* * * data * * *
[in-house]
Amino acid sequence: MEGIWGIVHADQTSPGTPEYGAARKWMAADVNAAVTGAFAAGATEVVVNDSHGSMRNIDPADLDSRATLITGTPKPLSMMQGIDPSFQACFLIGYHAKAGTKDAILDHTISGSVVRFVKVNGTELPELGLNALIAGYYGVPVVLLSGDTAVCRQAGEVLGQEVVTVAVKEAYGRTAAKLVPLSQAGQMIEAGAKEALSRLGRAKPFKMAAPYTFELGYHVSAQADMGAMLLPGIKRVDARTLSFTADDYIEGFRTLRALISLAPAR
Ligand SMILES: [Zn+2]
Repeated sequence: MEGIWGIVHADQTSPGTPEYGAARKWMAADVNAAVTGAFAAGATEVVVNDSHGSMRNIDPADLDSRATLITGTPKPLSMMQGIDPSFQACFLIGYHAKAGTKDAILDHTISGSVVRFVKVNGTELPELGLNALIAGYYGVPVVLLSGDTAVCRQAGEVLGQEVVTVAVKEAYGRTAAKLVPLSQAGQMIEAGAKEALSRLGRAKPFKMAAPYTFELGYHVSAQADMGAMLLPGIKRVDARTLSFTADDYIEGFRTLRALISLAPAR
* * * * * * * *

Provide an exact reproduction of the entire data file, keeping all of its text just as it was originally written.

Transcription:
[in-house]
Amino acid sequence: MEGIWGIVHADQTSPGTPEYGAARKWMAADVNAAVTGAFAAGATEVVVNDSHGSMRNIDPADLDSRATLITGTPKPLSMMQGIDPSFQACFLIGYHAKAGTKDAILDHTISGSVVRFVKVNGTELPELGLNALIAGYYGVPVVLLSGDTAVCRQAGEVLGQEVVTVAVKEAYGRTAAKLVPLSQAGQMIEAGAKEALSRLGRAKPFKMAAPYTFELGYHVSAQADMGAMLLPGIKRVDARTLSFTADDYIEGFRTLRALISLAPAR
Ligand SMILES: [Zn+2]
Repeated sequence: MEGIWGIVHADQTSPGTPEYGAARKWMAADVNAAVTGAFAAGATEVVVNDSHGSMRNIDPADLDSRATLITGTPKPLSMMQGIDPSFQACFLIGYHAKAGTKDAILDHTISGSVVRFVKVNGTELPELGLNALIAGYYGVPVVLLSGDTAVCRQAGEVLGQEVVTVAVKEAYGRTAAKLVPLSQAGQMIEAGAKEALSRLGRAKPFKMAAPYTFELGYHVSAQADMGAMLLPGIKRVDARTLSFTADDYIEGFRTLRALISLAPAR